Standing in a drizzle that seemed to define his bad week, President Obama called on Congress on Thursday to boost security at U.S. embassies around the globe, seeking to deflect the issue onto lawmakers as the controversy simmers over the deadly terrorist attacks in Benghazi, Libya, in September.
“I am intent on making sure that we do everything we can to prevent another tragedy like this from happening,” Mr. Obama said in the White House Rose Garden in a joint news conference with the prime minister of Turkey, Recep Tayyip Erdogan. “We’re going to need Congress as a partner.”
Mr. Obama’s attempt to shift responsibility for the Benghazi attack to Congress raised a perennial partisan debate over assigning blame for underfunded embassies and marked a furious damage-control effort by the White House after a series of scandals engulfed the administration in the past week.
The president has been knocked off message by the controversies, starting with emails that show administration officials eliminated references to terrorism in their “talking points” in September to explain the Benghazi attack in the midst of Mr. Obama’s re-election campaign. Then the Internal Revenue Service admitted that it inappropriately targeted conservative groups for extra scrutiny during the election campaign, prompting the president Wednesday to fire the acting IRS commissioner and declare he was “angry.”
Also, the Justice Department is under fire for seizing the phone records of editors and reporters at The Associated Press in a probe to find the source of a leak of government classified information. In a move that was seen as trying to placate the media, Mr. Obama on Wednesday resurrected a proposal to create a federal “shield law” for journalists who receive leaks.
The IRS and Benghazi affairs showed no signs of abating Thursday. Lawmakers vowed to press on with investigations to uncover more details, and the Justice Department is conducting a criminal probe into the IRS matter.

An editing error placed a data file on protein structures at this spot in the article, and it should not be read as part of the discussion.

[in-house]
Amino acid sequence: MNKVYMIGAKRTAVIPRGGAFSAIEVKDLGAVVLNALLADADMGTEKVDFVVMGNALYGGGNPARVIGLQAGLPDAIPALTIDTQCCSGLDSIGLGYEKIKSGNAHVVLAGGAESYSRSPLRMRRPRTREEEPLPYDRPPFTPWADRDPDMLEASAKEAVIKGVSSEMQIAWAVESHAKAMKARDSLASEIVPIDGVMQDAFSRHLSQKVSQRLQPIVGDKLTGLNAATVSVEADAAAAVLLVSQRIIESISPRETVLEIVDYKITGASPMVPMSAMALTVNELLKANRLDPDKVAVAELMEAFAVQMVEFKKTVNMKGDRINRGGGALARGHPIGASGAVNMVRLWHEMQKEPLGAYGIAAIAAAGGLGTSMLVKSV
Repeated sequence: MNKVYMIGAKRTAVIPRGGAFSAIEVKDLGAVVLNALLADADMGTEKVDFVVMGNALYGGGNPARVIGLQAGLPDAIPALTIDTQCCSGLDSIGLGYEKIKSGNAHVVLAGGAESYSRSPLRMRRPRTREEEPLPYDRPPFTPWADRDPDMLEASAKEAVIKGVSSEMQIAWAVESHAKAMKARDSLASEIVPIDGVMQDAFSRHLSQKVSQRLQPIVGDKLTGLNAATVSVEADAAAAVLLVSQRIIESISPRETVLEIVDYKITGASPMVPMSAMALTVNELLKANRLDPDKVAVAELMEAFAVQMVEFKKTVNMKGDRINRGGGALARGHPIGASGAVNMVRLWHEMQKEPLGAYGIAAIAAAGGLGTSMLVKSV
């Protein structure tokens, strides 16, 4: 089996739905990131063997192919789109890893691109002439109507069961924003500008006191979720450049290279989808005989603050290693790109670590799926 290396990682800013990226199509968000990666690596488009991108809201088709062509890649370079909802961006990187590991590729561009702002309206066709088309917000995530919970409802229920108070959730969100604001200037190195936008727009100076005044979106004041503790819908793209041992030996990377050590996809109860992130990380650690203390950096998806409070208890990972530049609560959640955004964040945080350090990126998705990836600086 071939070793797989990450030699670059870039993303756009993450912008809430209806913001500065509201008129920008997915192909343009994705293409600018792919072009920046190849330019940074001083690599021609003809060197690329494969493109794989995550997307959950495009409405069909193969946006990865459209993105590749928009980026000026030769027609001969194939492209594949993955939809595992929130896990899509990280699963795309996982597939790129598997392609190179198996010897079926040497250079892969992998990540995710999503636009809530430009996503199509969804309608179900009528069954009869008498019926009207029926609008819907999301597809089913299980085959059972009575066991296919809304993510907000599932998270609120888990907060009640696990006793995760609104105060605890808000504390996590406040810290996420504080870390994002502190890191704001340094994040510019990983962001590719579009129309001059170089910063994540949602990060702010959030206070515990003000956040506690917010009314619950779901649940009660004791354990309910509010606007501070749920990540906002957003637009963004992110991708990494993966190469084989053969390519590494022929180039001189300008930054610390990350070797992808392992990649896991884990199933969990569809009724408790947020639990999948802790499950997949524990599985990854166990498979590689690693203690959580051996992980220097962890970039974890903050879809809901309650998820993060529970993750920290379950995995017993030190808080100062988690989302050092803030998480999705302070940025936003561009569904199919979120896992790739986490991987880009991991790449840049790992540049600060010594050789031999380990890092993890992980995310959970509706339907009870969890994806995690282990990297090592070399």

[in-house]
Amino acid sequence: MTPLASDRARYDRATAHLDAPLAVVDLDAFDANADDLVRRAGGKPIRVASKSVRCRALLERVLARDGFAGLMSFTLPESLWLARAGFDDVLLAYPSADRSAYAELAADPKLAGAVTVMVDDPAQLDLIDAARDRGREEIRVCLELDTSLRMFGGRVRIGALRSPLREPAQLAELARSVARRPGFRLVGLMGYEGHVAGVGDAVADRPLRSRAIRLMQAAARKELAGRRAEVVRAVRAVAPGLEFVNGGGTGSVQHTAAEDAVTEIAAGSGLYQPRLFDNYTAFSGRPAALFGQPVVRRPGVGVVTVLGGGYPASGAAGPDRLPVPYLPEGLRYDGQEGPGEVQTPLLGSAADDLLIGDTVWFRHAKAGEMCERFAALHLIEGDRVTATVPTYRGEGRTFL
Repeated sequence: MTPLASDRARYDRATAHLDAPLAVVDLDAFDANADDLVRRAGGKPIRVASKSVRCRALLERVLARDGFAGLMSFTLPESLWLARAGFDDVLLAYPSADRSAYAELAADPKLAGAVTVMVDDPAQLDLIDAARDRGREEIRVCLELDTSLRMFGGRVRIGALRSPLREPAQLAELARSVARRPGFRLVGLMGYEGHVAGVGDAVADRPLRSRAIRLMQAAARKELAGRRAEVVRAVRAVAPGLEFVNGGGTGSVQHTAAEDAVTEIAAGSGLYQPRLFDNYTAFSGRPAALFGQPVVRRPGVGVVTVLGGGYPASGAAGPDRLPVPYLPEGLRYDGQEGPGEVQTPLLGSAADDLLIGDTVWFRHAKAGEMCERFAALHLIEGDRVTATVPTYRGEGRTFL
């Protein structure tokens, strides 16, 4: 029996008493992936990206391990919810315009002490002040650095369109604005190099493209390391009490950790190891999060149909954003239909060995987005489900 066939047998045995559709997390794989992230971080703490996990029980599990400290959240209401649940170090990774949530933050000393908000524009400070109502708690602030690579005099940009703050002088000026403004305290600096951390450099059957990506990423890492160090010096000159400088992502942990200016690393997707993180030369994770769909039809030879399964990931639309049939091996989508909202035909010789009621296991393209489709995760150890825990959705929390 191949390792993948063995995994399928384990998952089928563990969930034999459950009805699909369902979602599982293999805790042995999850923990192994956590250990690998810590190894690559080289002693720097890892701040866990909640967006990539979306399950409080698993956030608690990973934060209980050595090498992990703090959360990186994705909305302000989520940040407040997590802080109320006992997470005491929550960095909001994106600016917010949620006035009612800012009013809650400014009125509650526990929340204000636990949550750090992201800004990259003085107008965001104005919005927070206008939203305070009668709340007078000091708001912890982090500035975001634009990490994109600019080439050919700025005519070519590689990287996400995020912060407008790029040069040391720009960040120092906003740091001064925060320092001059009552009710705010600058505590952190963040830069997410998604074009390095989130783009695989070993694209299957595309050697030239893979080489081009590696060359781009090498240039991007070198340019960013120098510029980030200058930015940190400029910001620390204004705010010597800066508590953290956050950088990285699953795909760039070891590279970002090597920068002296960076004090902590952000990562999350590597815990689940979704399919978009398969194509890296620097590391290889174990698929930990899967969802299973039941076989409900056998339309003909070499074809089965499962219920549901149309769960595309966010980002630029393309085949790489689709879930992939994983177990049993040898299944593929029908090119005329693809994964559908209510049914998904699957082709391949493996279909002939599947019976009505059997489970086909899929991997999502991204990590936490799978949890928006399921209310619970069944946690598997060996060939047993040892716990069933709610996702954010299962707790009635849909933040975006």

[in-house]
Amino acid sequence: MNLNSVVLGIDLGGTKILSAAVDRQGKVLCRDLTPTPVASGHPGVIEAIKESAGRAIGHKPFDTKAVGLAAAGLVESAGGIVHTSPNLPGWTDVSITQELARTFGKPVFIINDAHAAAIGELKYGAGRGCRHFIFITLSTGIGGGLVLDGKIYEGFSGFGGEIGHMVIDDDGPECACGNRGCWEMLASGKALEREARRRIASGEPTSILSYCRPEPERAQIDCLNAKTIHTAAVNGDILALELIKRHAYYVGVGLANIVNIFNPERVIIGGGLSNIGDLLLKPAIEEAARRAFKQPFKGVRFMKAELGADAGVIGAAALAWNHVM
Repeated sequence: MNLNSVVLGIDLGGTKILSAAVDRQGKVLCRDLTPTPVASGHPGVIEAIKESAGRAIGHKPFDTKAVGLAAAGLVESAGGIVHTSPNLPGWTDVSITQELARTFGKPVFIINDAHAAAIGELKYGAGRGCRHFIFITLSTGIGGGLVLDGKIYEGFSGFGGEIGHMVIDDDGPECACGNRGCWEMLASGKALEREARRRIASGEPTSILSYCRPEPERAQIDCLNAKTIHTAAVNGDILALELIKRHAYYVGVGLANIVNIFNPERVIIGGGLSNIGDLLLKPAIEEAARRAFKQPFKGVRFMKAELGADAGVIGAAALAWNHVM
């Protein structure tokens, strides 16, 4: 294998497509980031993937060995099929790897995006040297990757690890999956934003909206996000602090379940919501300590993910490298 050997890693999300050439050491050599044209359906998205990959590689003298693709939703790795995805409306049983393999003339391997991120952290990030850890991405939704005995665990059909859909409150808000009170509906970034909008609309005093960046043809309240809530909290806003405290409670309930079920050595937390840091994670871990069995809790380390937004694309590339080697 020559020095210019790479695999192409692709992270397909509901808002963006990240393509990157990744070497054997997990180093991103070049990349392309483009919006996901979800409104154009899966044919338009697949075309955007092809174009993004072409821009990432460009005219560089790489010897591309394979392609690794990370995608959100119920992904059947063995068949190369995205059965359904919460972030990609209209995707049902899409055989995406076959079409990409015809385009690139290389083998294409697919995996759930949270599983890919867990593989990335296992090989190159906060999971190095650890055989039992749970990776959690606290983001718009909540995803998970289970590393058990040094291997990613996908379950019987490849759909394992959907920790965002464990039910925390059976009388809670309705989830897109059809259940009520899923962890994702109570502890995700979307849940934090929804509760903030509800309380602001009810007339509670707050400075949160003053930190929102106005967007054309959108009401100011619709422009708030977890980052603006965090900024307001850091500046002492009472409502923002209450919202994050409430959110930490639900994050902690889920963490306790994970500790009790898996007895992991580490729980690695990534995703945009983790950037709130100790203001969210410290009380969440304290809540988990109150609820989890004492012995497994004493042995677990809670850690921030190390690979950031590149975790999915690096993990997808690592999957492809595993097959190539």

The White House released 100 emails late Wednesday pertaining to the Benghazi attack, outlining the development of the administration’s “talking points.”
The administration said the emails show that the White House was not involved in editing the bullet points.
But the emails show that State Department officials removed terrorism as a possible explanation in the earliest days after the assault, in which Ambassador J. Christopher Stevens and three other Americans were killed.
David H. Petraeus, CIA director at the time, complained that the talking points had been watered down to the point that they were useless.
At his soggy press conference Thursday, Mr. Obama commented on the “intense discussion in Congress” about Benghazi and said his administration is working to implement the recommendations of a review board regarding embassy security. Then he spoke of the need for Congress to “fully fund our budget request to improve the security of our embassies around the world.”
“We need to come together and truly honor the sacrifice of those four courageous Americans and better secure our diplomatic posts,” the president said.
He said he intends to work with Republicans and Democrats to strengthen embassy security.
The Congressional Research Service has found that both parties typically have underfunded embassy security in annual spending bills.
In 2010, when Democrats controlled the House and Senate, the State Department received $142 million less than requested for protecting diplomatic posts.